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I think in some cases the advantage is significant. In dry areas- where water congregates critters, it is almost unfair. Cams with cell coverage can notify the owner within minutes with pics. And the tech will only get better.

A guy who hangs 2 or 3 cameras isn't an impact. 1000 guys hanging 2 or 3 cameras is- let alone the guys hanging 100+ cameras. In some areas every buck or bull is photoed. If they didn't work, people wouldn't use them they way we do now.

I have a couple trail cams and enjoy looking at pics. I can say 100% they help target animals. Been hanging cams for 15+ years. Can't say it would break my heart to have some sort of restriction on cams.

And Arizona either has or is considering banning their use within 1/4 mile of water sources. There are so many cams in some areas that visits of people to check their own is causing serious problems.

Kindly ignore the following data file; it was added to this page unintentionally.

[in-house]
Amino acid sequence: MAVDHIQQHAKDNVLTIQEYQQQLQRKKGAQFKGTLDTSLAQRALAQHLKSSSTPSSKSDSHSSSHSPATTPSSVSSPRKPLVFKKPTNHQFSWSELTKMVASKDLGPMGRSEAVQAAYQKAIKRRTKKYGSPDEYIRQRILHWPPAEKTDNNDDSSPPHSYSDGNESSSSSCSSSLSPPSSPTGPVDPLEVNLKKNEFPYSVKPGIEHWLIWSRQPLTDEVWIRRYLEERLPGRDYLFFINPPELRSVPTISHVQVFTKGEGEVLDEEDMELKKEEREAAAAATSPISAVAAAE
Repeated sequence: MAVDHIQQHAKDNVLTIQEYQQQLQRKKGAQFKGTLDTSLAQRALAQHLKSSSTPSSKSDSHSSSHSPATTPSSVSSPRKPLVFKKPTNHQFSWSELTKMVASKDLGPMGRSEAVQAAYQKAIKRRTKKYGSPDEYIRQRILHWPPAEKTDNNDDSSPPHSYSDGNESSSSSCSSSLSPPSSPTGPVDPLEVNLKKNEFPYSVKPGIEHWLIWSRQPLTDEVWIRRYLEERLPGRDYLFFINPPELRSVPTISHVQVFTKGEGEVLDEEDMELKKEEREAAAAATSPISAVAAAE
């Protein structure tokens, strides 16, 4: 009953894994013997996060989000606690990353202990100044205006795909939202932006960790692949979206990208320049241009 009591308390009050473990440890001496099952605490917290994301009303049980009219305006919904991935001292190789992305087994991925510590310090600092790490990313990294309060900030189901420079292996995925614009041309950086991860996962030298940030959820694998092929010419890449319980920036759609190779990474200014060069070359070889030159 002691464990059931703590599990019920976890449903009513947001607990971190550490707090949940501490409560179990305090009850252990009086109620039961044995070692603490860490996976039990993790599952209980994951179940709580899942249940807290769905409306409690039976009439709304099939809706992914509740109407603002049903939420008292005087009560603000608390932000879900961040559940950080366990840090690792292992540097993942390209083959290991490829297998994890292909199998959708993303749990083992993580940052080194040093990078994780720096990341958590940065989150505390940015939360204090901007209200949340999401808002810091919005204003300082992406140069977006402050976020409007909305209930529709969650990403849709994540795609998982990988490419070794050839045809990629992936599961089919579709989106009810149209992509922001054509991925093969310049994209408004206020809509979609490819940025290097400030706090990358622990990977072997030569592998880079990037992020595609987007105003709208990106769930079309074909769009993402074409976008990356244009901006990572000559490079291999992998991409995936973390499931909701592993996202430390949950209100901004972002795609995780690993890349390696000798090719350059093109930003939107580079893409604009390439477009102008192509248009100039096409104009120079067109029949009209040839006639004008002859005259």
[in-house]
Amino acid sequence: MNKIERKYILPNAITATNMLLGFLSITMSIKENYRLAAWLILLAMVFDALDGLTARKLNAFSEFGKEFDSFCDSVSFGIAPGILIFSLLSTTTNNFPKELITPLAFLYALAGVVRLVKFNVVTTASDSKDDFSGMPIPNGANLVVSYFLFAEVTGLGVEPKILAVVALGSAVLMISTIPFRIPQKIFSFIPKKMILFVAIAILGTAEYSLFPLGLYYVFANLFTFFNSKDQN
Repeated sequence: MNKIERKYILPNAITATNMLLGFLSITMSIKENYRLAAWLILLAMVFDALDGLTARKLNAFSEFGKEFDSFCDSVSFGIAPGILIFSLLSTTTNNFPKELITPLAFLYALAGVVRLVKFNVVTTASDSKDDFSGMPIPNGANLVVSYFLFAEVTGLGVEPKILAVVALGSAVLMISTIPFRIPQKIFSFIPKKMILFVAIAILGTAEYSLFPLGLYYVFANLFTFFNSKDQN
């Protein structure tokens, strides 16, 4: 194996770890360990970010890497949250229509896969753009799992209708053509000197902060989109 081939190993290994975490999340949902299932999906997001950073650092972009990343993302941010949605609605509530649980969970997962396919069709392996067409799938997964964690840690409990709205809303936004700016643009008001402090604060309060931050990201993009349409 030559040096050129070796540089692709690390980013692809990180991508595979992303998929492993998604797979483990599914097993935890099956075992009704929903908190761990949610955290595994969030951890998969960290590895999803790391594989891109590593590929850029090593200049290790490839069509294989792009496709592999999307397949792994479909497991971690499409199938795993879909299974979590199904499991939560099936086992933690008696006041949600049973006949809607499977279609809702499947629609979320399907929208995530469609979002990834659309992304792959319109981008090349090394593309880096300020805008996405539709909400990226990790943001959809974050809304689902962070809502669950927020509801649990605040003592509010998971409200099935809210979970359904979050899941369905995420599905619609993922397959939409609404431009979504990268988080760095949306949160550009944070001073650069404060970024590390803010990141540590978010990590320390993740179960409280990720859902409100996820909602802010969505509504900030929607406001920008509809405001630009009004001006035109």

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You don't need bolt cutters anymore. Battery operated cutoff tools work a lot better.

I would imagine that if one is found and reported then the owner will loose it.

I would also like to see them require the cameras to be registered. The fee just needs to be enough to offset the cost of it. That way if one is found they will know who owns it. Perhaps a registration like Utah does on it's bear baiting sites where you have to apply for a location to put one up.